Bitcoin is a bubble and a Ponzi scheme according to this top banker
The head of the Bank of International Settlements (BIS) has warned that central banks must be prepared to act against cryptocurrencies, which he labeled "a bubble, a Ponzi scheme and an environmental disaster".
Agustin Carstens, the general manager of the BIS, said bitcoin raises concerns about consumer and investor protection.
"Appropriate authorities have a duty to educate and protect investors and consumers, and need to be prepared to act," Carstens said during a speech in Frankfurt.
Carstens said digital tokens "masquerading as currencies" must not subvert trust in central banks.
He described bitcoin as “a combination of a bubble, a Ponzi scheme and an environmental disaster”, with his last point in reference to the huge amount of energy it takes to create the cryptocurrency.
Bitcoin's price has tanked in the past week, and today it dropped below $6,000 a coin for the first time since it surpassed that level in November 2017. The asset has been under pressure since the start of the year as the threat of regulatory crackdowns around the world weigh.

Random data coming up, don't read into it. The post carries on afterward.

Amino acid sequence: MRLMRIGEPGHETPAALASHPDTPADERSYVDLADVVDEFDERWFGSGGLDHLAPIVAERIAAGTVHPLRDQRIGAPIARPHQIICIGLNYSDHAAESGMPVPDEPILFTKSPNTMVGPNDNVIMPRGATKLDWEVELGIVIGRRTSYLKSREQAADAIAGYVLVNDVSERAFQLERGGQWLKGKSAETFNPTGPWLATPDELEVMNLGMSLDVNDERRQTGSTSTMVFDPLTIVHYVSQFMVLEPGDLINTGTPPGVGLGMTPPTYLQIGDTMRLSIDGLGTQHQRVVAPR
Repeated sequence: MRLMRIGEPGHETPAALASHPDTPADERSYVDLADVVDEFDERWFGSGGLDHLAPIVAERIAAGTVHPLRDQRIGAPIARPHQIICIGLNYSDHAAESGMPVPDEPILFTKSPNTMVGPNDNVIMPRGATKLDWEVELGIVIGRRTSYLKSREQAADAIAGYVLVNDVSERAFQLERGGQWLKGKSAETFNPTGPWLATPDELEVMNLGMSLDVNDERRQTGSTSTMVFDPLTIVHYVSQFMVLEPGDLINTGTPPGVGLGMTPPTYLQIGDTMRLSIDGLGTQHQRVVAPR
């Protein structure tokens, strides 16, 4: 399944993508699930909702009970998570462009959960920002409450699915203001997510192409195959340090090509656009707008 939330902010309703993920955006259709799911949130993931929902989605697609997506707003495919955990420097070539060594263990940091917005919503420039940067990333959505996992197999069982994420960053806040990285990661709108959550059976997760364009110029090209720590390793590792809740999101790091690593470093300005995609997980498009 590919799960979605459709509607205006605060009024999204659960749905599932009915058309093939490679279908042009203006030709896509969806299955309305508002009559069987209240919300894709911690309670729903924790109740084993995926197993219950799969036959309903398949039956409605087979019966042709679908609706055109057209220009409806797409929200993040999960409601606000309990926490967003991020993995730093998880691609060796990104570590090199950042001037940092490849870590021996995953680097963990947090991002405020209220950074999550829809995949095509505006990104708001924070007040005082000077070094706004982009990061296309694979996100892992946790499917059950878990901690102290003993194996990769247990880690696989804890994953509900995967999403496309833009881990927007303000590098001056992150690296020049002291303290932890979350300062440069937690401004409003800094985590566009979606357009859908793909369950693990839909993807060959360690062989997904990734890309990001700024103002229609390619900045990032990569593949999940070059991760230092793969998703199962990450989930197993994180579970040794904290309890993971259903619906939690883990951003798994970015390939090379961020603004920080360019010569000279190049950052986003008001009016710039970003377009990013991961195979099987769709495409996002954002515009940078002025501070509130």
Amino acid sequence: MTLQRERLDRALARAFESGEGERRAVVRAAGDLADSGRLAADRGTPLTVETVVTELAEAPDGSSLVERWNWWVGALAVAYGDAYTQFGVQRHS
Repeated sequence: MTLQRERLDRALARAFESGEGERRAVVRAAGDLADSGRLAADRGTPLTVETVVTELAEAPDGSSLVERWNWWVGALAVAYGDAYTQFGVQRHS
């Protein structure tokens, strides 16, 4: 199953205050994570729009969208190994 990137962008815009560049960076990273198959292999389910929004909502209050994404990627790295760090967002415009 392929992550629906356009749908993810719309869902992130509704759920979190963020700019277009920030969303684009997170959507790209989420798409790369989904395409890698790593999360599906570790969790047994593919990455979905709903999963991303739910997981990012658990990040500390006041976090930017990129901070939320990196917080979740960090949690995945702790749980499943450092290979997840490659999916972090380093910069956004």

Despite the drop in price and the chorus of "cryptocurrency naysayers", the bitcoin market is actually maturing, according to David Coker, the former vice president of global risk management at Deutsche Bank.
“In truth these events are nothing more than a further sign that the bitcoin market, and cryptocurrencies in general, are maturing; in other words, business as usual and much ado about nothing."
He explained that the decisions by Lloyds Bank and Virgin Money yesterday to ban credit card purchases of bitcoin and other cryptocurrencies were taken with the view that bitcoin represents a new asset class, exhibiting characteristics of both commodities and currencies.
"Viewed from this perspective, prohibiting credit card customers from charging their purchases of bitcoin makes good sense and is a sign that the market is adapting to the peculiarities of cryptocurrencies, without the need for top down regulation," said Coker, who now works as a lecturer at the University of Westminster.
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